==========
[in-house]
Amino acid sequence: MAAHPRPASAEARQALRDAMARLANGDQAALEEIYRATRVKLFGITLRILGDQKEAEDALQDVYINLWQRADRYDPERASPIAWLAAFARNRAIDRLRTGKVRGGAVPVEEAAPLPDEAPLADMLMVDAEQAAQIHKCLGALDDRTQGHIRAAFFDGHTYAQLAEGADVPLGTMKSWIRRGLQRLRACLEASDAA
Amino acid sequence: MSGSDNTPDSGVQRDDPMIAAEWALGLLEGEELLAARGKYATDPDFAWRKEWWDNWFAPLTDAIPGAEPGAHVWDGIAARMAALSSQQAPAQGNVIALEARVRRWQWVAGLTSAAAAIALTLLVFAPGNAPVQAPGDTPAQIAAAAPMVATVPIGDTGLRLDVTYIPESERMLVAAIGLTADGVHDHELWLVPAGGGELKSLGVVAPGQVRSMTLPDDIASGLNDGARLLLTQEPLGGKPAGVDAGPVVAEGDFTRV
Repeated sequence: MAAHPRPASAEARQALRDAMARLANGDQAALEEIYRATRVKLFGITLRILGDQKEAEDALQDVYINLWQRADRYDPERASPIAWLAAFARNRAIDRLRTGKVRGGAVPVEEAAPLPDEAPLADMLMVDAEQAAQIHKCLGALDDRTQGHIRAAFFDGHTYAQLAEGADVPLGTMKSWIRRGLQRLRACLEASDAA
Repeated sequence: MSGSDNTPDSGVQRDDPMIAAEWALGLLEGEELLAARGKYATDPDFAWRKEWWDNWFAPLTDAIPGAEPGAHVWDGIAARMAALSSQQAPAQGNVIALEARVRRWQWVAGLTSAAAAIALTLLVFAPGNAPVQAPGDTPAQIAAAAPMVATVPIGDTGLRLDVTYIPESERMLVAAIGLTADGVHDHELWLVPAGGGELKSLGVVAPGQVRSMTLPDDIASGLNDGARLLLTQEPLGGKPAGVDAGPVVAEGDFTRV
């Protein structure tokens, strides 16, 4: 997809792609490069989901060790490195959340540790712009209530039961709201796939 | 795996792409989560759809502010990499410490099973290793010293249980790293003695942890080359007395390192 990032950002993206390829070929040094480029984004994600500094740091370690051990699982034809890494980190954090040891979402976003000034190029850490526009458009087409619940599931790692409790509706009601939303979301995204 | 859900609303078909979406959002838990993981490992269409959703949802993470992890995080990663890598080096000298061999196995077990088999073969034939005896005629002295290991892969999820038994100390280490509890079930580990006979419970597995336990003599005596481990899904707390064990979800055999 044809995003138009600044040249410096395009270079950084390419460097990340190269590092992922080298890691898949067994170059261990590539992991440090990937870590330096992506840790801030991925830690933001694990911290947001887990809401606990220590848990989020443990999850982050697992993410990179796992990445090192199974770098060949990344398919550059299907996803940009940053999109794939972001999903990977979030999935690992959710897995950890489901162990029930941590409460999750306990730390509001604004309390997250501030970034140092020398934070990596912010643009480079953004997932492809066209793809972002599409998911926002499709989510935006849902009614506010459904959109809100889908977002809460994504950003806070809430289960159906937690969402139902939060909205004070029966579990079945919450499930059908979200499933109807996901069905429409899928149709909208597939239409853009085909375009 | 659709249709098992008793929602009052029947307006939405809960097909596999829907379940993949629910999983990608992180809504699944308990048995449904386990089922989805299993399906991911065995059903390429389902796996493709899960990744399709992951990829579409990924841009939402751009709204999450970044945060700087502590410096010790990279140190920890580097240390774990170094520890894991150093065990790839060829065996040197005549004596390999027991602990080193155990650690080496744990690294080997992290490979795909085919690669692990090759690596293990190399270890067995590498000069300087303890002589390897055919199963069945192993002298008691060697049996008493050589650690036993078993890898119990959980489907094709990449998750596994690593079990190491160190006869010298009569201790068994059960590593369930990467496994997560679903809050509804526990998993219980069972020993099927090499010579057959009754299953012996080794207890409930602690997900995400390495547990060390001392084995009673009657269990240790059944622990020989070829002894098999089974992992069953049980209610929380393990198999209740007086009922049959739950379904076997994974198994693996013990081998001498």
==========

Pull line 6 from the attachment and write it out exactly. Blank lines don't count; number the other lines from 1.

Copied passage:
């Protein structure tokens, strides 16, 4: 997809792609490069989901060790490195959340540790712009209530039961709201796939 | 795996792409989560759809502010990499410490099973290793010293249980790293003695942890080359007395390192 990032950002993206390829070929040094480029984004994600500094740091370690051990699982034809890494980190954090040891979402976003000034190029850490526009458009087409619940599931790692409790509706009601939303979301995204 | 859900609303078909979406959002838990993981490992269409959703949802993470992890995080990663890598080096000298061999196995077990088999073969034939005896005629002295290991892969999820038994100390280490509890079930580990006979419970597995336990003599005596481990899904707390064990979800055999 044809995003138009600044040249410096395009270079950084390419460097990340190269590092992922080298890691898949067994170059261990590539992991440090990937870590330096992506840790801030991925830690933001694990911290947001887990809401606990220590848990989020443990999850982050697992993410990179796992990445090192199974770098060949990344398919550059299907996803940009940053999109794939972001999903990977979030999935690992959710897995950890489901162990029930941590409460999750306990730390509001604004309390997250501030970034140092020398934070990596912010643009480079953004997932492809066209793809972002599409998911926002499709989510935006849902009614506010459904959109809100889908977002809460994504950003806070809430289960159906937690969402139902939060909205004070029966579990079945919450499930059908979200499933109807996901069905429409899928149709909208597939239409853009085909375009 | 659709249709098992008793929602009052029947307006939405809960097909596999829907379940993949629910999983990608992180809504699944308990048995449904386990089922989805299993399906991911065995059903390429389902796996493709899960990744399709992951990829579409990924841009939402751009709204999450970044945060700087502590410096010790990279140190920890580097240390774990170094520890894991150093065990790839060829065996040197005549004596390999027991602990080193155990650690080496744990690294080997992290490979795909085919690669692990090759690596293990190399270890067995590498000069300087303890002589390897055919199963069945192993002298008691060697049996008493050589650690036993078993890898119990959980489907094709990449998750596994690593079990190491160190006869010298009569201790068994059960590593369930990467496994997560679903809050509804526990998993219980069972020993099927090499010579057959009754299953012996080794207890409930602690997900995400390495547990060390001392084995009673009657269990240790059944622990020989070829002894098999089974992992069953049980209610929380393990198999209740007086009922049959739950379904076997994974198994693996013990081998001498």